Wellformedness in Alzheimer Interactions: Continuity Elements
In planning our days and our lives we are composing the stories or the dramas we will act out and which will determine the focus of our attention and our endeavors, which will provide the principles for distinguishing foreground from background . . . . We are constantly explaining ourselves to others. And finally each of us must count himself among his own audience since in explaining ourselves to others we are often trying to convince ourselves as well.
-- David Carr ( 1985)
The previous chapter looked at how stanzas allowed one to assess narrative wellformedness while certain kinds of continuity elements afforded insight into interactive wellformedness. In this chapter, I begin by considering how the narratives that Tina recounted to me at her home meet the wellformedness criteria established in this study. Her narratives and my interactions with her establish a kind of discourse yardstick by which to judge her talk in another setting (chap. 4) and with another audience (chap. 5). I then move into my larger data pool to examine how the positioning of particular utterances by both teller and audience in ongoing interactions serve different functions in the recalling process.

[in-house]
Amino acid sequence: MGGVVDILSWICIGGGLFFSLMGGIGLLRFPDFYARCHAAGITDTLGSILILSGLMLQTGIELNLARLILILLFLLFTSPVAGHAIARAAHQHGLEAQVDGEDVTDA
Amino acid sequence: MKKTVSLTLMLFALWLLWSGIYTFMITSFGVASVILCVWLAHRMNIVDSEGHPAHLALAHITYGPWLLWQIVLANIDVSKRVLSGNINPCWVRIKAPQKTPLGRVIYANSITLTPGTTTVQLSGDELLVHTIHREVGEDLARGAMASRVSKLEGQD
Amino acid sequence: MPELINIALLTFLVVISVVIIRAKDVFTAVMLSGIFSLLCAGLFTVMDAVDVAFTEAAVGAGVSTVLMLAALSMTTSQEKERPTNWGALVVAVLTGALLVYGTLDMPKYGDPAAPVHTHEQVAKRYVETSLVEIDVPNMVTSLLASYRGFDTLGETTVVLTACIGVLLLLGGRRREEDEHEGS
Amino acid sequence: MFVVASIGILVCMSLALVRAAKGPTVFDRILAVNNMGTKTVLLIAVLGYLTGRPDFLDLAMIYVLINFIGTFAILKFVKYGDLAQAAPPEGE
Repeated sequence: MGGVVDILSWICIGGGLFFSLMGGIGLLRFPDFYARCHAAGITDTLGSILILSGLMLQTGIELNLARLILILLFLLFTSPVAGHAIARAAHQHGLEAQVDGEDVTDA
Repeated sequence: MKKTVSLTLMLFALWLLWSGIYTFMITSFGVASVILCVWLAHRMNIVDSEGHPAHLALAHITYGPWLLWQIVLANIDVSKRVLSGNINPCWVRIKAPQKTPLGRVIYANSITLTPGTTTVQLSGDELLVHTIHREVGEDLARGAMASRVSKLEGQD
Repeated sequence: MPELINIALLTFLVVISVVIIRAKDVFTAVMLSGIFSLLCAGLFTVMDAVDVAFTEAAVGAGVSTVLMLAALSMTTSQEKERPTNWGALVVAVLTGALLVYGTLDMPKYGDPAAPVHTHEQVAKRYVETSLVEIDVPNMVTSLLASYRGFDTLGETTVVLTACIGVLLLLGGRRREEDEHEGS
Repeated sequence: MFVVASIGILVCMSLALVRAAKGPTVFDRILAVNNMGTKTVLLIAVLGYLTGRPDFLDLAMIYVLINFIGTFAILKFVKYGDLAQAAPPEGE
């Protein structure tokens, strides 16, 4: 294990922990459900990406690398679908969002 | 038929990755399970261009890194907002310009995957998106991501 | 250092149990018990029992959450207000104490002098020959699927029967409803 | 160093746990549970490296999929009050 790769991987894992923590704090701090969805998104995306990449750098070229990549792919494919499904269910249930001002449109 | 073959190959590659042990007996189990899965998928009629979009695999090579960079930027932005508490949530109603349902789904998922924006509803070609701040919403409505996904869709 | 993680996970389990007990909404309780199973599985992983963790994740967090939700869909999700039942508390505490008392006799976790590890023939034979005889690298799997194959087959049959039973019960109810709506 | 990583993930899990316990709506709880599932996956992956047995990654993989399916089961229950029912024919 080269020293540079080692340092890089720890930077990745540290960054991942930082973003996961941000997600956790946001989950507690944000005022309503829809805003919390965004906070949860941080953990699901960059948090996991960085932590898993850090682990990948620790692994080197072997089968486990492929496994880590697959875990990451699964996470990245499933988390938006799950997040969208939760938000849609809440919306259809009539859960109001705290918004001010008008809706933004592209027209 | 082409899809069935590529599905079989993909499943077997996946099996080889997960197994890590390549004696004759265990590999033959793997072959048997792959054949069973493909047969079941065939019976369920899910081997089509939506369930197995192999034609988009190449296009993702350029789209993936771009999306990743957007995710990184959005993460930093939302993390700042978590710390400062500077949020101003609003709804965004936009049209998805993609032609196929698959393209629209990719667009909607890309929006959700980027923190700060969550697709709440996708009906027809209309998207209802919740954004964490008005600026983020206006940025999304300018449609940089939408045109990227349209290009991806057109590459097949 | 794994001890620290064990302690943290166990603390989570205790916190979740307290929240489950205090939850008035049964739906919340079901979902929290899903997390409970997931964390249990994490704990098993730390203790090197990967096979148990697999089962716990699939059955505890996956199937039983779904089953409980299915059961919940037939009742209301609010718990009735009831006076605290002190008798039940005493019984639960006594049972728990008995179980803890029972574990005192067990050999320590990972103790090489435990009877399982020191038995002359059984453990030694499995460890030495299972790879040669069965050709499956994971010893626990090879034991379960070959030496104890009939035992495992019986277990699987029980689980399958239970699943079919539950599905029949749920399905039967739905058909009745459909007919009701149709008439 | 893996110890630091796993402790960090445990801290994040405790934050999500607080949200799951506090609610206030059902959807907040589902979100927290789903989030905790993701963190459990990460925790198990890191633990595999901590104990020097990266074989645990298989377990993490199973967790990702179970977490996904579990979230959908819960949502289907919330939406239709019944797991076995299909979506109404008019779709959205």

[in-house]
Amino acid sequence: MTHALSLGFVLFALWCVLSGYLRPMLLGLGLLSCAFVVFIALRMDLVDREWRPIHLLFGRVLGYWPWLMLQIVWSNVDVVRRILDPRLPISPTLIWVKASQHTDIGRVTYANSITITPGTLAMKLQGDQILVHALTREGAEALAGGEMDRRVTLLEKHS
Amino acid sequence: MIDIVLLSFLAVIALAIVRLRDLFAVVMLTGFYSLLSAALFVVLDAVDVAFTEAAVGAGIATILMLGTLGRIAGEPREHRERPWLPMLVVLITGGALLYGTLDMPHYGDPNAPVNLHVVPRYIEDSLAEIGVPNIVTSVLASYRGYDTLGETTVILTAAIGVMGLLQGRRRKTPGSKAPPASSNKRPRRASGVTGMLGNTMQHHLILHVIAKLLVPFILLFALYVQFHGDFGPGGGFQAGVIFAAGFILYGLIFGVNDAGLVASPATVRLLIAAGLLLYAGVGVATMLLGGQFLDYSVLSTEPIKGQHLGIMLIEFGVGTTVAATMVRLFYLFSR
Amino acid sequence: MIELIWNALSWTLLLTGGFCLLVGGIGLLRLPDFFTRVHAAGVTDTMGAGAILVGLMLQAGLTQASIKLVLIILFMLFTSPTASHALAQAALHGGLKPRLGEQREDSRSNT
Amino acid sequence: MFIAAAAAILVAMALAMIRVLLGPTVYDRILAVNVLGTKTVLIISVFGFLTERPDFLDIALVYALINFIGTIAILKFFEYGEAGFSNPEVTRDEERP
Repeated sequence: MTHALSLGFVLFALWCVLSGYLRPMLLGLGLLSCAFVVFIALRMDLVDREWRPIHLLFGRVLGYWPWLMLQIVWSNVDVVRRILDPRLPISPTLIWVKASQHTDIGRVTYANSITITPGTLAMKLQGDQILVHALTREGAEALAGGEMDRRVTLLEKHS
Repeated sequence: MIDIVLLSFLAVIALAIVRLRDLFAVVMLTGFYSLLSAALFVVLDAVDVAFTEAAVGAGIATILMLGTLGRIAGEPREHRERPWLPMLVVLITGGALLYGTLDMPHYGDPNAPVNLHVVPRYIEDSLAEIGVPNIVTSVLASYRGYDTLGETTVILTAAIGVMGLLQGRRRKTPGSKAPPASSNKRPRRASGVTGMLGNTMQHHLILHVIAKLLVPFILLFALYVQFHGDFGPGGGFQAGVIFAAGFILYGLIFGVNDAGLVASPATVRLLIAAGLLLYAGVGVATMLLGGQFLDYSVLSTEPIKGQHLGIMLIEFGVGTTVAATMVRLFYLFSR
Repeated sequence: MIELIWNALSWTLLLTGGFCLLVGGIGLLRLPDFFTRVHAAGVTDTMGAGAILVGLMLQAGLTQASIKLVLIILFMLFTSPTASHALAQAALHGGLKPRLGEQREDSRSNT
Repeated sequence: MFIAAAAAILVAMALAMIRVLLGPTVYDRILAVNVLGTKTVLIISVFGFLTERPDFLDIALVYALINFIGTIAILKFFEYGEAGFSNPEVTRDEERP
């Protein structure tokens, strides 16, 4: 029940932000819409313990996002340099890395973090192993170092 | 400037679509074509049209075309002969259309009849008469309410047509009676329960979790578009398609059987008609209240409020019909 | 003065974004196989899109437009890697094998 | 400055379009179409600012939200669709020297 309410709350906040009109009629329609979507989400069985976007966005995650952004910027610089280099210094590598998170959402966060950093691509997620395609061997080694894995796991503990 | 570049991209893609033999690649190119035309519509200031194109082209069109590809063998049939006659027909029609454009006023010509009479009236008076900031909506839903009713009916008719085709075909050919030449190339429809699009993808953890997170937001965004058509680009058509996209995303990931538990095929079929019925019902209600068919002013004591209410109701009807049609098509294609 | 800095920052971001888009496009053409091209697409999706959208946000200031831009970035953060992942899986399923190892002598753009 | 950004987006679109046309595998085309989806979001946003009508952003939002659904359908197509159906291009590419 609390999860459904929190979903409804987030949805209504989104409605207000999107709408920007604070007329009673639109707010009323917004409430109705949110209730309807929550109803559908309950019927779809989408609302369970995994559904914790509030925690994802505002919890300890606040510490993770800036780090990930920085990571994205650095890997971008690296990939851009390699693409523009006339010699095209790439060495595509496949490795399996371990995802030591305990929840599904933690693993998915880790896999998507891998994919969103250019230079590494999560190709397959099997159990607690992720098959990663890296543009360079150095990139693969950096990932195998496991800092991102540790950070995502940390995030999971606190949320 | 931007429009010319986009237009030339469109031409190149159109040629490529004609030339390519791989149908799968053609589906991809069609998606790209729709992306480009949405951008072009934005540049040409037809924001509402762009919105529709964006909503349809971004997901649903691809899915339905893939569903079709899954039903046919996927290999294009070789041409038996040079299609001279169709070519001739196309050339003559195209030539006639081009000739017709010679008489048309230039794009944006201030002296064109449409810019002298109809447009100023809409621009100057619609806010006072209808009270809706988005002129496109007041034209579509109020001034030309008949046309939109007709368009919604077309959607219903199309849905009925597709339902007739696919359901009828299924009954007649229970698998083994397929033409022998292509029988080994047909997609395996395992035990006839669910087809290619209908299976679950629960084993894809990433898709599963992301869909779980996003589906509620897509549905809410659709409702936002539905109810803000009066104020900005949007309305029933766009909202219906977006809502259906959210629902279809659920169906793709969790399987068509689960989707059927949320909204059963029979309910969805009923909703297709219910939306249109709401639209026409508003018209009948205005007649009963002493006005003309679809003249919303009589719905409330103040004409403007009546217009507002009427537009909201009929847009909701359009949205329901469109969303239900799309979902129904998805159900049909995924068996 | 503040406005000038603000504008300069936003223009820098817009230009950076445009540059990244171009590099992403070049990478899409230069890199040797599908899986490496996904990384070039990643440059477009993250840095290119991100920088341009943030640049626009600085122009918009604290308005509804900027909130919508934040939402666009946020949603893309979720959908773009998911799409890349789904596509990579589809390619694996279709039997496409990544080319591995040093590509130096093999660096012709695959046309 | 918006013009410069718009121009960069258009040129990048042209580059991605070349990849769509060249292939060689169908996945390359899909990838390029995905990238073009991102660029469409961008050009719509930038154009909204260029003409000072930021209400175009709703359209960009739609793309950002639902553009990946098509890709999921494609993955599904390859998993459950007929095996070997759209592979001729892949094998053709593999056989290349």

Before analyzing Tina's talk at home, I'd like to provide some ethnographic details about Tina's social world. These details provide a partial backdrop against which to locate her interactions with me and her husband, and serve